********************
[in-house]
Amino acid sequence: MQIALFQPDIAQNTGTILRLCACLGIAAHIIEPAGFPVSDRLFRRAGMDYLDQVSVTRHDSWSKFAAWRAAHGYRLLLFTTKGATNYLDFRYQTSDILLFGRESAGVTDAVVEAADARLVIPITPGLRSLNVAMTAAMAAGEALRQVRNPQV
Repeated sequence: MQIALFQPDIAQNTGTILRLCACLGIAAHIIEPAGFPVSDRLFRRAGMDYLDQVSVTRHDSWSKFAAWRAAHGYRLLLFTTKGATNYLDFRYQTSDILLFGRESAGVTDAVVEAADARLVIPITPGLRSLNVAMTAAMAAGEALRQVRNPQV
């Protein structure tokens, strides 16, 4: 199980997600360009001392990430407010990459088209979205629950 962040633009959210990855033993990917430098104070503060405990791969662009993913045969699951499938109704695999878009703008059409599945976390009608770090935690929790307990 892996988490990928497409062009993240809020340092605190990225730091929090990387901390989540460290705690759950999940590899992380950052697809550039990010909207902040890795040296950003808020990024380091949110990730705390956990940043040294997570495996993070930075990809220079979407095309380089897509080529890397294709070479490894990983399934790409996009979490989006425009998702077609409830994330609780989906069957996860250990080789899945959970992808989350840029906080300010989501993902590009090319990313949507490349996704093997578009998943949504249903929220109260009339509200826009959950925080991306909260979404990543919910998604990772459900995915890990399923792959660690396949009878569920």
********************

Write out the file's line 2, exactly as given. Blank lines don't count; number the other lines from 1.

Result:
Amino acid sequence: MQIALFQPDIAQNTGTILRLCACLGIAAHIIEPAGFPVSDRLFRRAGMDYLDQVSVTRHDSWSKFAAWRAAHGYRLLLFTTKGATNYLDFRYQTSDILLFGRESAGVTDAVVEAADARLVIPITPGLRSLNVAMTAAMAAGEALRQVRNPQV